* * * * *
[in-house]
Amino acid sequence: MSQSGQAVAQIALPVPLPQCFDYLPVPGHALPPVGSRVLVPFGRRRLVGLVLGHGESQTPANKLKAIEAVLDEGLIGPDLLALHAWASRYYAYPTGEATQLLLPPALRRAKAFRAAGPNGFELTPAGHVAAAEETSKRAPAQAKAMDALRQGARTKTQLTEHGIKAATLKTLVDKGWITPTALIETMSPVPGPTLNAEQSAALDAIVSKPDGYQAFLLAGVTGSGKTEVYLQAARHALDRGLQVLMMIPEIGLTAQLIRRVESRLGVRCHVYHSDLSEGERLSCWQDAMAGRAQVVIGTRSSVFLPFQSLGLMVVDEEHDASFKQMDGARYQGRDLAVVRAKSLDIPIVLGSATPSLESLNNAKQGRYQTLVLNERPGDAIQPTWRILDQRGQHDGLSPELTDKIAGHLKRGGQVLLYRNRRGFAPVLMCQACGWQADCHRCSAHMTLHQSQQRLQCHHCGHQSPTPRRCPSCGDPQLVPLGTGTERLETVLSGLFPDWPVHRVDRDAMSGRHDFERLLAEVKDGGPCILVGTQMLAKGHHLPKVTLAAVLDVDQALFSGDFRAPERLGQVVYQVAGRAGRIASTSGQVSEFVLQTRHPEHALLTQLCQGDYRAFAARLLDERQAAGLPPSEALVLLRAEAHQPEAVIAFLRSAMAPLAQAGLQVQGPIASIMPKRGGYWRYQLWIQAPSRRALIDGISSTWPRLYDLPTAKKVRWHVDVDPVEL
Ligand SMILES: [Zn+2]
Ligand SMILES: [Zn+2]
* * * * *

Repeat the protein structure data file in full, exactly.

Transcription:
[in-house]
Amino acid sequence: MSQSGQAVAQIALPVPLPQCFDYLPVPGHALPPVGSRVLVPFGRRRLVGLVLGHGESQTPANKLKAIEAVLDEGLIGPDLLALHAWASRYYAYPTGEATQLLLPPALRRAKAFRAAGPNGFELTPAGHVAAAEETSKRAPAQAKAMDALRQGARTKTQLTEHGIKAATLKTLVDKGWITPTALIETMSPVPGPTLNAEQSAALDAIVSKPDGYQAFLLAGVTGSGKTEVYLQAARHALDRGLQVLMMIPEIGLTAQLIRRVESRLGVRCHVYHSDLSEGERLSCWQDAMAGRAQVVIGTRSSVFLPFQSLGLMVVDEEHDASFKQMDGARYQGRDLAVVRAKSLDIPIVLGSATPSLESLNNAKQGRYQTLVLNERPGDAIQPTWRILDQRGQHDGLSPELTDKIAGHLKRGGQVLLYRNRRGFAPVLMCQACGWQADCHRCSAHMTLHQSQQRLQCHHCGHQSPTPRRCPSCGDPQLVPLGTGTERLETVLSGLFPDWPVHRVDRDAMSGRHDFERLLAEVKDGGPCILVGTQMLAKGHHLPKVTLAAVLDVDQALFSGDFRAPERLGQVVYQVAGRAGRIASTSGQVSEFVLQTRHPEHALLTQLCQGDYRAFAARLLDERQAAGLPPSEALVLLRAEAHQPEAVIAFLRSAMAPLAQAGLQVQGPIASIMPKRGGYWRYQLWIQAPSRRALIDGISSTWPRLYDLPTAKKVRWHVDVDPVEL
Ligand SMILES: [Zn+2]
Ligand SMILES: [Zn+2]